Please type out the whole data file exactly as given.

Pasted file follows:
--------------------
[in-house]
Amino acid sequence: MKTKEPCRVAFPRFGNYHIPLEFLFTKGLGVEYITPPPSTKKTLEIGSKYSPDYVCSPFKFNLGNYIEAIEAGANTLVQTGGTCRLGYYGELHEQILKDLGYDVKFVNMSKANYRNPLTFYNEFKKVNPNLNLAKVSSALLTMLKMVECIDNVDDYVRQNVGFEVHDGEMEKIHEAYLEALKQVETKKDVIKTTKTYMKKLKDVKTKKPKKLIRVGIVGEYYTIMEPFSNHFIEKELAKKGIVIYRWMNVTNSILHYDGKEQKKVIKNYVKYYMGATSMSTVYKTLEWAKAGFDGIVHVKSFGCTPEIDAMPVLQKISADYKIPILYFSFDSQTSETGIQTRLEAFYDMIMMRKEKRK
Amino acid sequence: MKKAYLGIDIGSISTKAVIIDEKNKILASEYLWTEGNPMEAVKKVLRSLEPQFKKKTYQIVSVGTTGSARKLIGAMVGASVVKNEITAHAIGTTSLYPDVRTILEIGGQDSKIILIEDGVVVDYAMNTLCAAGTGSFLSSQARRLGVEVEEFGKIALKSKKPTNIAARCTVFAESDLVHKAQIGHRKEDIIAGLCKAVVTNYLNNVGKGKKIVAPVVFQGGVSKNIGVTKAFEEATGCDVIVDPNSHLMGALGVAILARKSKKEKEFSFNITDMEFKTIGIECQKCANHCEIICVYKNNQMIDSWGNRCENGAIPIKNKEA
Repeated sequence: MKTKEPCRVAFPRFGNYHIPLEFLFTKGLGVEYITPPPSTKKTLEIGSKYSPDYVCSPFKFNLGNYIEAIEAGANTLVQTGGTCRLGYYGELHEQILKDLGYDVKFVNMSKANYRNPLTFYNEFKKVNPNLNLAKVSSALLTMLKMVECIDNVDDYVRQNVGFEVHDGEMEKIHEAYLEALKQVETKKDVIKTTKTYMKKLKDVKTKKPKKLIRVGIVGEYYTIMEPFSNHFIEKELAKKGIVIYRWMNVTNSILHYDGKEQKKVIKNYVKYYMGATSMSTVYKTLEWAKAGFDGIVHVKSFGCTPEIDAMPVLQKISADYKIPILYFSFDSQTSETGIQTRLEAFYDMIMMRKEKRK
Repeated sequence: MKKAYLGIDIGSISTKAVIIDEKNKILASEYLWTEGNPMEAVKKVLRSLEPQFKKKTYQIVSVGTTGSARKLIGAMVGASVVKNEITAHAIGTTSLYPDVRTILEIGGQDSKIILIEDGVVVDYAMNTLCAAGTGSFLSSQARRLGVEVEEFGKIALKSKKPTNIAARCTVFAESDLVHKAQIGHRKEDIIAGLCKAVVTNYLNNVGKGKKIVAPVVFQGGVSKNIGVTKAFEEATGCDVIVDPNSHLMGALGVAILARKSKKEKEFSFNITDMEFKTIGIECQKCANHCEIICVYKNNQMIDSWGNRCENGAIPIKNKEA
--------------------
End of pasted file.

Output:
[in-house]
Amino acid sequence: MKTKEPCRVAFPRFGNYHIPLEFLFTKGLGVEYITPPPSTKKTLEIGSKYSPDYVCSPFKFNLGNYIEAIEAGANTLVQTGGTCRLGYYGELHEQILKDLGYDVKFVNMSKANYRNPLTFYNEFKKVNPNLNLAKVSSALLTMLKMVECIDNVDDYVRQNVGFEVHDGEMEKIHEAYLEALKQVETKKDVIKTTKTYMKKLKDVKTKKPKKLIRVGIVGEYYTIMEPFSNHFIEKELAKKGIVIYRWMNVTNSILHYDGKEQKKVIKNYVKYYMGATSMSTVYKTLEWAKAGFDGIVHVKSFGCTPEIDAMPVLQKISADYKIPILYFSFDSQTSETGIQTRLEAFYDMIMMRKEKRK
Amino acid sequence: MKKAYLGIDIGSISTKAVIIDEKNKILASEYLWTEGNPMEAVKKVLRSLEPQFKKKTYQIVSVGTTGSARKLIGAMVGASVVKNEITAHAIGTTSLYPDVRTILEIGGQDSKIILIEDGVVVDYAMNTLCAAGTGSFLSSQARRLGVEVEEFGKIALKSKKPTNIAARCTVFAESDLVHKAQIGHRKEDIIAGLCKAVVTNYLNNVGKGKKIVAPVVFQGGVSKNIGVTKAFEEATGCDVIVDPNSHLMGALGVAILARKSKKEKEFSFNITDMEFKTIGIECQKCANHCEIICVYKNNQMIDSWGNRCENGAIPIKNKEA
Repeated sequence: MKTKEPCRVAFPRFGNYHIPLEFLFTKGLGVEYITPPPSTKKTLEIGSKYSPDYVCSPFKFNLGNYIEAIEAGANTLVQTGGTCRLGYYGELHEQILKDLGYDVKFVNMSKANYRNPLTFYNEFKKVNPNLNLAKVSSALLTMLKMVECIDNVDDYVRQNVGFEVHDGEMEKIHEAYLEALKQVETKKDVIKTTKTYMKKLKDVKTKKPKKLIRVGIVGEYYTIMEPFSNHFIEKELAKKGIVIYRWMNVTNSILHYDGKEQKKVIKNYVKYYMGATSMSTVYKTLEWAKAGFDGIVHVKSFGCTPEIDAMPVLQKISADYKIPILYFSFDSQTSETGIQTRLEAFYDMIMMRKEKRK
Repeated sequence: MKKAYLGIDIGSISTKAVIIDEKNKILASEYLWTEGNPMEAVKKVLRSLEPQFKKKTYQIVSVGTTGSARKLIGAMVGASVVKNEITAHAIGTTSLYPDVRTILEIGGQDSKIILIEDGVVVDYAMNTLCAAGTGSFLSSQARRLGVEVEEFGKIALKSKKPTNIAARCTVFAESDLVHKAQIGHRKEDIIAGLCKAVVTNYLNNVGKGKKIVAPVVFQGGVSKNIGVTKAFEEATGCDVIVDPNSHLMGALGVAILARKSKKEKEFSFNITDMEFKTIGIECQKCANHCEIICVYKNNQMIDSWGNRCENGAIPIKNKEA